Water shortages leaves thousands high and dry as schools, pubs and businesses shut

Pam Mills

THOUSANDS of people in the villages and towns surrounding Tunbridge Wells were left without water this week, many for up to four days, when underground pipes burst.

As taps ran dry schools were forced to close along with businesses including hairdressers, dentists and pubs. One landlord was last night set to give away free beer rather than see it go to waste.

Emergency bottles of water were being handed out in some areas with people limited to six litres. Those with babies were given extras.

Residents and businesses faced the grim prospect of going into day five with no mains water as the Times went to press yesterday (March 6), with South East Water battling to reconnect almost 12,000 properties across its network. By last night around 1,000 were still without supplies.

The pub looking to giving away free beer is in nearby Cousley Wood.

“It’s better than letting it spoil,” said Sara Anderson, who runs the Old Vine Inn.

“We were supposed to have a large pub quiz this evening (March 6), but it may have to be cancelled. If it goes ahead we will start giving the beer away for free.”

With the water out, the pub has not been able to serve diners or accommodate people in its rooms since Saturday.

Without a high turnover of customers the cask beers, which typically last three to seven days once tapped, were at risk of turning sour.

Although she would not disclose the estimated financial impact, Ms Anderson hinted at the likely high cost of the missed weekend.

“We had to cancel 80 Sunday lunches. Some of these were large tables of ten or more people while a big group was a birthday. Naturally they were very disappointed,” she said.

Ms Anderson was particularly critical of the way South East Water was handling the situation.

“What is terrible is the lack of information from South East Water and when they do send it is often late notice, which means we are unable to plan at all. They have kept pushing back the times they say they will undertake the repairs,” she said, adding: “We haven’t been able to clean for days. Our chef is coming in but sadly it’s mainly to empty the fridges.”

Other pubs and eateries which were forced to close over the weekend included the Middle House in Mayfield, which had reopened by yesterday, and the Kings Arms in Rotherfield, among others.

Many other businesses throughout West Kent and the Weald were severely impacted by the water shortages, while Rotherfield and Uckfield primary schools were also reportedly closed on Monday.

Bottle banks with emergency supplies were sited, amongst other places, at Rotherfield Community Centre, the Greyhound Inn on Wadhurst High Street and Pine Grove in Crowborough.

The water outages have been sporadic in nature, typified by Western Road in Crowborough, which has seen residents on one end of the street facing shortages while those at the other end remained unaffected.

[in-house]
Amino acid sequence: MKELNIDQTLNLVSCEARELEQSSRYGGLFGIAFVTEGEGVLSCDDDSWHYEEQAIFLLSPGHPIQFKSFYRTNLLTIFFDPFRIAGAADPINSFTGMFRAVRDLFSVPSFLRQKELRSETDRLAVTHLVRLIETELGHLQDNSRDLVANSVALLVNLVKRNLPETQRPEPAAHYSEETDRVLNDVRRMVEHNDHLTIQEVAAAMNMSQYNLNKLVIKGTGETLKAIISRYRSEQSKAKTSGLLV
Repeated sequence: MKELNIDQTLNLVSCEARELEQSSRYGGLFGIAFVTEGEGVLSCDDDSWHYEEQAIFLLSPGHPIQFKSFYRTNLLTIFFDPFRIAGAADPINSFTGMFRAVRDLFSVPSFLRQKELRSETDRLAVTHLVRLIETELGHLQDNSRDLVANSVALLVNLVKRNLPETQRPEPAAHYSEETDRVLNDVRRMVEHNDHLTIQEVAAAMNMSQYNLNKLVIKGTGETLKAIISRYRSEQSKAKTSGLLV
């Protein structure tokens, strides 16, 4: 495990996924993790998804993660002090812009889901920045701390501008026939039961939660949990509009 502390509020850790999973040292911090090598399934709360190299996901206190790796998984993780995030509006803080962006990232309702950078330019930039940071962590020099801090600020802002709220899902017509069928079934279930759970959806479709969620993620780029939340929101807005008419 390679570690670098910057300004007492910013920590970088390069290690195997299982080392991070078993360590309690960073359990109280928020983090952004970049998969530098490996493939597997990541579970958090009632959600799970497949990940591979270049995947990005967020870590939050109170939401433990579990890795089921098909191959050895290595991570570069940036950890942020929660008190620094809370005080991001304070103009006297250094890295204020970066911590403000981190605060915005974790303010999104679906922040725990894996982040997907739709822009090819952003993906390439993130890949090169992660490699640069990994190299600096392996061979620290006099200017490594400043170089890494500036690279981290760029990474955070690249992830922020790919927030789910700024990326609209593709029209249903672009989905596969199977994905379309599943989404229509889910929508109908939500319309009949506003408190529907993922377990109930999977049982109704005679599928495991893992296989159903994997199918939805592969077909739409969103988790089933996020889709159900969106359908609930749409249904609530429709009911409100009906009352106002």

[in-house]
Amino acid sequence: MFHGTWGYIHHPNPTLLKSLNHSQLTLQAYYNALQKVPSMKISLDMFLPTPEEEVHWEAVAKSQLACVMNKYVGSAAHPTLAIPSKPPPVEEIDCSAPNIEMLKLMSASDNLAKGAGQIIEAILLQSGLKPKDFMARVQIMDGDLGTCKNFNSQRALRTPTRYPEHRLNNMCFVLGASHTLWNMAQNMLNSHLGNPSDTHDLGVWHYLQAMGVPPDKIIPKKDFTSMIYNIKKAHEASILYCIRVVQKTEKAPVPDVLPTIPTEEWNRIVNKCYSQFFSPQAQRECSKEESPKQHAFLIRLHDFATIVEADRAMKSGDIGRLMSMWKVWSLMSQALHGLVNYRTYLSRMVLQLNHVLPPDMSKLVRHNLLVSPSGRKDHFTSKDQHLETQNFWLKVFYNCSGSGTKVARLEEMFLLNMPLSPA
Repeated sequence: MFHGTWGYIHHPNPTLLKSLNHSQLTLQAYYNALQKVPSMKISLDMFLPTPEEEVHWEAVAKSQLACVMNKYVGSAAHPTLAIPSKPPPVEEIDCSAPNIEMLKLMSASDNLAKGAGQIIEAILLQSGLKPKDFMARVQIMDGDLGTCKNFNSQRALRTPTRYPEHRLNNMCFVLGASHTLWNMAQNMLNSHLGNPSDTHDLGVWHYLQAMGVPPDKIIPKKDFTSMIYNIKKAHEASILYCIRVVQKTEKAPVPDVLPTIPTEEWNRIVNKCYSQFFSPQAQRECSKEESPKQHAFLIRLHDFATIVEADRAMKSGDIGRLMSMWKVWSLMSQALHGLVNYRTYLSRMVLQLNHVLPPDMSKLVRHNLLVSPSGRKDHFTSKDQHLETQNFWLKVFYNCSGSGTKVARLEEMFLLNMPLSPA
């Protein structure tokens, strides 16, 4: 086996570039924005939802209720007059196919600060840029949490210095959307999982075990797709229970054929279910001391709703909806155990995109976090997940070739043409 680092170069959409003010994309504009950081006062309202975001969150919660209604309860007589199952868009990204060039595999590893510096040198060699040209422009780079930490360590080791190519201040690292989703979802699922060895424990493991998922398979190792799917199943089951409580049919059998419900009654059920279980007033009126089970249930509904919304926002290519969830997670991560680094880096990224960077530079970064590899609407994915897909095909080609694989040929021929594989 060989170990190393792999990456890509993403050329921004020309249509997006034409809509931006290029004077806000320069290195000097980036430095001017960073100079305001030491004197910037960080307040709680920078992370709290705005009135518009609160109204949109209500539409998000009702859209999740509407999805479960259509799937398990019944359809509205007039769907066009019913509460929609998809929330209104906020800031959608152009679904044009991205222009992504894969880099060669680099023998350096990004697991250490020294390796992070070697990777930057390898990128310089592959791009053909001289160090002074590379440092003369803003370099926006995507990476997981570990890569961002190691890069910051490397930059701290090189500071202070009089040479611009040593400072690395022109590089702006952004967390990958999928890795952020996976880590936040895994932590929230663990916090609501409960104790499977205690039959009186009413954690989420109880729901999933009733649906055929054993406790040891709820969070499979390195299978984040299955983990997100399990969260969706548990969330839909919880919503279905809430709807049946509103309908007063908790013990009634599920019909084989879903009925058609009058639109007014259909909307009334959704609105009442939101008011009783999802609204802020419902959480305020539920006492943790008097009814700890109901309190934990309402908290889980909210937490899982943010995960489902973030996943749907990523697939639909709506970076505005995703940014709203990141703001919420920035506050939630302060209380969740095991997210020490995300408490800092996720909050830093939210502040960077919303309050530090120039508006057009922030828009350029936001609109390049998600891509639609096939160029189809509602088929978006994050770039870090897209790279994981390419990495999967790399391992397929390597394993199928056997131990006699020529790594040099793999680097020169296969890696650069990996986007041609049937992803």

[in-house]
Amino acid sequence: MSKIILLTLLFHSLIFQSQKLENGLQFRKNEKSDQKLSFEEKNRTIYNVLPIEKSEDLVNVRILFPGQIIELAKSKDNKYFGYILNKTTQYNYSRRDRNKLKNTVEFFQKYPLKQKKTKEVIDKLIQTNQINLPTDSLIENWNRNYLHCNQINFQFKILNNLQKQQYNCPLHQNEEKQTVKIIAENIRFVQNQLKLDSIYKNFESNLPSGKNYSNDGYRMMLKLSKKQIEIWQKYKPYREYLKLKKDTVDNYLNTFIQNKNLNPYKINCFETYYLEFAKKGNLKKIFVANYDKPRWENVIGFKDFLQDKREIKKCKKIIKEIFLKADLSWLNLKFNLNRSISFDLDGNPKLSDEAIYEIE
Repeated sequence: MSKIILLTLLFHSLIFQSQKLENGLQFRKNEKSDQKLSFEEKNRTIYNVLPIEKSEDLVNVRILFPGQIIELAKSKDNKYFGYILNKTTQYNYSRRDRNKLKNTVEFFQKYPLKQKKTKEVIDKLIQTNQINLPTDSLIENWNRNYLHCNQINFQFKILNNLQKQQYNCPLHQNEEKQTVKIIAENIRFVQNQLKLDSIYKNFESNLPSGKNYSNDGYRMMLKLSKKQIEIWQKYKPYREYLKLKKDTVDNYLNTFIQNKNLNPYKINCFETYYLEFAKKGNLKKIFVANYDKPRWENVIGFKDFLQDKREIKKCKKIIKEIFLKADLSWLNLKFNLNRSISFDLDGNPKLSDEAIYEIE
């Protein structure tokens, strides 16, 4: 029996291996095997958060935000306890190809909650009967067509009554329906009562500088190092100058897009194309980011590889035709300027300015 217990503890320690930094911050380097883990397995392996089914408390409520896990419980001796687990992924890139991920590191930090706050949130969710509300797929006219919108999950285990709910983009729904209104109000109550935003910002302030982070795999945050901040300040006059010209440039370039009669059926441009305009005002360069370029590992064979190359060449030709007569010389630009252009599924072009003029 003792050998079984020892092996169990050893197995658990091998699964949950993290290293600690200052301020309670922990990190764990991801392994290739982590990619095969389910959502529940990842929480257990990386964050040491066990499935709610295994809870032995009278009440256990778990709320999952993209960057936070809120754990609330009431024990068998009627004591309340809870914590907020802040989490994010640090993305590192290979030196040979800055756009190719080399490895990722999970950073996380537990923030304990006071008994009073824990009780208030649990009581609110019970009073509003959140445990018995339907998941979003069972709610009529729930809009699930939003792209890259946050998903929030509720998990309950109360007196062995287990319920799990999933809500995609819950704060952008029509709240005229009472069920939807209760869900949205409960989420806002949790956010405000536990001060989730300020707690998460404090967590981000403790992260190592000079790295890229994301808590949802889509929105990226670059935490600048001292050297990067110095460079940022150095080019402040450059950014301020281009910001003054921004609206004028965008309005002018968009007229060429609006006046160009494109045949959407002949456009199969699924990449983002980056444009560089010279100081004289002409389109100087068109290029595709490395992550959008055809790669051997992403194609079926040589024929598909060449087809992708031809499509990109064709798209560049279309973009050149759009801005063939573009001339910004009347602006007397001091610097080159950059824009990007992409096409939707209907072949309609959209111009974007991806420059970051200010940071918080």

Individuals, such as Isobel Home, have seen their homes cuts off for several days forcing them to resort to measures most thought would have vanished in the 21st century.

“Luckily my garden contains a small freshwater spring, so I have been using that for the past four days, although I can’t really get enough to bathe so I still have to visit friends,” the fifty five-year-old said, adding:

“It’s not too bad for me, I can drive to the bottle banks, round to other people’s houses or draw water from the spring. But it must be a real struggle for many older people in the area.”

Her house, situated up a rural lane between Frant and Mark Cross, is neighboured by several farms which are struggling.

“Two of my neighbours are beef cattle farmers and they have no water for their stock. They are having to rely on water rations from other farmers to get by,” she explained.

South East Water said it has teams ‘working around the clock’ to find and fix pipes which ruptured due to ground movement when temperatures went well below freezing last week then increased rapidly.

So far, 71 leaks have been repaired and a further 100 identified. South East Water usually deals with eight to 10 bursts a day, it added.

Incident manager Douglas Whitfield said his teams have managed to restore water to Mayfield and were filling reservoirs in, Rotherfield and Wadhurst with the hope of opening the pipes which feed these areas shortly.

He added: “We know it’s really hard for our customers who have been without water for some time now and we are very sorry.

“We are working as hard and as quickly as we can to get the network up and running again.”


Why did the pipes burst?

When the pipes froze due to the ‘Best from the East’s snow storm, the water inside them turned into ice which expanded and put pressure on piping. However, although this does rupture some pipes, it is actually once the water inside the pipe starts to melt quickly and rush through the pipe that many of them end up bursting.

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